Dylan: We’re going to see pods of four or five teams that make up your primary opponents and then you’ll face two or three crossover teams each year on top of your non-conference schedules.
Tim: I would think we’re going to see “pods” of teams that will play each other every year regardless. The rest will be rotated in and out every two years.
Eli: If I don’t hear the word “pods” ever again, I’ll die a happy man. So let’s call them, I don’t know, protected rivalries maybe? At 16, they’ll very cleanly fit into three protected rivals per school, cycle through the rest. At 20, it’ll be four protected rivals per school, cycle through the rest.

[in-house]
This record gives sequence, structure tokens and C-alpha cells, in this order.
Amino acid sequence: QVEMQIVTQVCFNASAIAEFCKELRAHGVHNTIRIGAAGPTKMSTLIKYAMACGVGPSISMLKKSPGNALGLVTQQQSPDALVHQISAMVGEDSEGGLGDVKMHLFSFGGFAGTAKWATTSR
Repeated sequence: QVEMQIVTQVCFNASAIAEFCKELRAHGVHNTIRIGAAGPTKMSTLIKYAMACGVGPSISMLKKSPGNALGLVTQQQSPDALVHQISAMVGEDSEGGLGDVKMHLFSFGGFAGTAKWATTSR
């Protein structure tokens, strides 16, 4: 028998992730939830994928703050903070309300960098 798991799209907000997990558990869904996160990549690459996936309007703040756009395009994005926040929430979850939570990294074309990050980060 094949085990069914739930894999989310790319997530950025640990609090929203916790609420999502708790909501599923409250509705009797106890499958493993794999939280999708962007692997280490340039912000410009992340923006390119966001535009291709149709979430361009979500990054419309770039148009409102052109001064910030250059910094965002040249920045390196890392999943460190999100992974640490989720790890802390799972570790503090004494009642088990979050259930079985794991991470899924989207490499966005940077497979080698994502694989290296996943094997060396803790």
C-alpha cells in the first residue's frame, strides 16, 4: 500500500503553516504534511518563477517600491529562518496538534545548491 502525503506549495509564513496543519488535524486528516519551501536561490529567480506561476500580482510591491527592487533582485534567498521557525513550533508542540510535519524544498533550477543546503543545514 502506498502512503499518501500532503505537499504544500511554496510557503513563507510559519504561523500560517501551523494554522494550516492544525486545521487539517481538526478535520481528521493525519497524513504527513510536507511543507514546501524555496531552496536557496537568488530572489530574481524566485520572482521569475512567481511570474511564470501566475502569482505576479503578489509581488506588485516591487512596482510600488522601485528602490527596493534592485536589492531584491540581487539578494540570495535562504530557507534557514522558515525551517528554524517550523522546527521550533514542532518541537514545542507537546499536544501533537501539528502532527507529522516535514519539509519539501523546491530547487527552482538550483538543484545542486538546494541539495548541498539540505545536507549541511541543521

Bring back the “championship weekend” that worked so well during the COVID year, and play the two best records, then the next two, etc., all the way down to the bottom feeders.
Of course, the conference champion is the winner of the game between the two teams with the best records.
Q: Any other thoughts?
Lando: Conference expansion always gets me pumped up. Let’s see how the dominos fall.
Chris: Just when we hit peak off-season doldrums we get this. College football is awesome.
Bennet: We’ve gone national, baby. That’s all that’s really on my mind. I’m still refreshing Twitter every five seconds and seeing what might be coming next or what someone might even just think is coming next.
From a Penn State football perspective, I repeat that this should be something exciting. I became a fan as a young person right at the close of the Independent era. What I do remember about that time was that it seemed like MOST weeks, Penn State was playing a big game that a lot of people cared about watching. BYU. Miami. Notre Dame. Alabama. Texas. USC. Those were teams I watched Penn State line up against in big ABC or CBS tilts.